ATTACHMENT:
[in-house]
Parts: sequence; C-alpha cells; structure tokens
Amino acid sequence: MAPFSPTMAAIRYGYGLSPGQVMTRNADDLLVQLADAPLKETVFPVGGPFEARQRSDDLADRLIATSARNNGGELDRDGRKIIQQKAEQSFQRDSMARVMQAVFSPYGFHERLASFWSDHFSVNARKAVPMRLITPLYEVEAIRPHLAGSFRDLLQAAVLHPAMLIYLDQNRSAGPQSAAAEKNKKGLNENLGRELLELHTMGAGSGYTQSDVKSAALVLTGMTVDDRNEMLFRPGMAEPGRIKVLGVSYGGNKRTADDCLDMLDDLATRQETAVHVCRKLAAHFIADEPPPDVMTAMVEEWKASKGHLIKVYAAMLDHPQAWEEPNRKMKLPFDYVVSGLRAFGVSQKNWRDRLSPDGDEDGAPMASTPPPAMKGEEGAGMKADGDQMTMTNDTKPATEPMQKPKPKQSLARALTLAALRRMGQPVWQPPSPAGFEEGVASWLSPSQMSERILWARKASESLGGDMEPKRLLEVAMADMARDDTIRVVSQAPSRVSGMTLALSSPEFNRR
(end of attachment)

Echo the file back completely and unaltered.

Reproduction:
[in-house]
Parts: sequence; C-alpha cells; structure tokens
Amino acid sequence: MAPFSPTMAAIRYGYGLSPGQVMTRNADDLLVQLADAPLKETVFPVGGPFEARQRSDDLADRLIATSARNNGGELDRDGRKIIQQKAEQSFQRDSMARVMQAVFSPYGFHERLASFWSDHFSVNARKAVPMRLITPLYEVEAIRPHLAGSFRDLLQAAVLHPAMLIYLDQNRSAGPQSAAAEKNKKGLNENLGRELLELHTMGAGSGYTQSDVKSAALVLTGMTVDDRNEMLFRPGMAEPGRIKVLGVSYGGNKRTADDCLDMLDDLATRQETAVHVCRKLAAHFIADEPPPDVMTAMVEEWKASKGHLIKVYAAMLDHPQAWEEPNRKMKLPFDYVVSGLRAFGVSQKNWRDRLSPDGDEDGAPMASTPPPAMKGEEGAGMKADGDQMTMTNDTKPATEPMQKPKPKQSLARALTLAALRRMGQPVWQPPSPAGFEEGVASWLSPSQMSERILWARKASESLGGDMEPKRLLEVAMADMARDDTIRVVSQAPSRVSGMTLALSSPEFNRR